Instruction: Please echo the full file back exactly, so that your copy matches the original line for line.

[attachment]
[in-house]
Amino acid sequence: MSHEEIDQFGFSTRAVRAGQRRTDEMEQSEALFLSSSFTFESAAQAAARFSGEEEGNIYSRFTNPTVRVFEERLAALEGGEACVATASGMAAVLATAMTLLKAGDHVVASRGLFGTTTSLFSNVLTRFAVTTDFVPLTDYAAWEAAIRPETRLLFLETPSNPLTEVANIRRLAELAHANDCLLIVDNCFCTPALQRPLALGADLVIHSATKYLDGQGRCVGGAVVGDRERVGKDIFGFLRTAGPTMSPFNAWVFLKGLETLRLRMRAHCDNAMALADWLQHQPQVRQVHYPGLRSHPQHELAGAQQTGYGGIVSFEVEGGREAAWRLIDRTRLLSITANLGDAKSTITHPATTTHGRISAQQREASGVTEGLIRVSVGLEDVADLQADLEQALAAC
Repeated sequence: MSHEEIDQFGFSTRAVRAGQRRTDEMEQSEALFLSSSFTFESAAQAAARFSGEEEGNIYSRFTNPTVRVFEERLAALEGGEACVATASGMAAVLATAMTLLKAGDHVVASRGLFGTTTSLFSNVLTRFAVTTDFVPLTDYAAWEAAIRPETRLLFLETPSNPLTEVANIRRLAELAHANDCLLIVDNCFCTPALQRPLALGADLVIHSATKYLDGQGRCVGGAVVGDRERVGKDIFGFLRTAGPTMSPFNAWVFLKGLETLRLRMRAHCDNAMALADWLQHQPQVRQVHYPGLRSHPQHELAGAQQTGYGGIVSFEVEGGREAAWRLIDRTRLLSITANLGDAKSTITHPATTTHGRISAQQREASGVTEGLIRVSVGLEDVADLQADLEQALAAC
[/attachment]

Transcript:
[in-house]
Amino acid sequence: MSHEEIDQFGFSTRAVRAGQRRTDEMEQSEALFLSSSFTFESAAQAAARFSGEEEGNIYSRFTNPTVRVFEERLAALEGGEACVATASGMAAVLATAMTLLKAGDHVVASRGLFGTTTSLFSNVLTRFAVTTDFVPLTDYAAWEAAIRPETRLLFLETPSNPLTEVANIRRLAELAHANDCLLIVDNCFCTPALQRPLALGADLVIHSATKYLDGQGRCVGGAVVGDRERVGKDIFGFLRTAGPTMSPFNAWVFLKGLETLRLRMRAHCDNAMALADWLQHQPQVRQVHYPGLRSHPQHELAGAQQTGYGGIVSFEVEGGREAAWRLIDRTRLLSITANLGDAKSTITHPATTTHGRISAQQREASGVTEGLIRVSVGLEDVADLQADLEQALAAC
Repeated sequence: MSHEEIDQFGFSTRAVRAGQRRTDEMEQSEALFLSSSFTFESAAQAAARFSGEEEGNIYSRFTNPTVRVFEERLAALEGGEACVATASGMAAVLATAMTLLKAGDHVVASRGLFGTTTSLFSNVLTRFAVTTDFVPLTDYAAWEAAIRPETRLLFLETPSNPLTEVANIRRLAELAHANDCLLIVDNCFCTPALQRPLALGADLVIHSATKYLDGQGRCVGGAVVGDRERVGKDIFGFLRTAGPTMSPFNAWVFLKGLETLRLRMRAHCDNAMALADWLQHQPQVRQVHYPGLRSHPQHELAGAQQTGYGGIVSFEVEGGREAAWRLIDRTRLLSITANLGDAKSTITHPATTTHGRISAQQREASGVTEGLIRVSVGLEDVADLQADLEQALAAC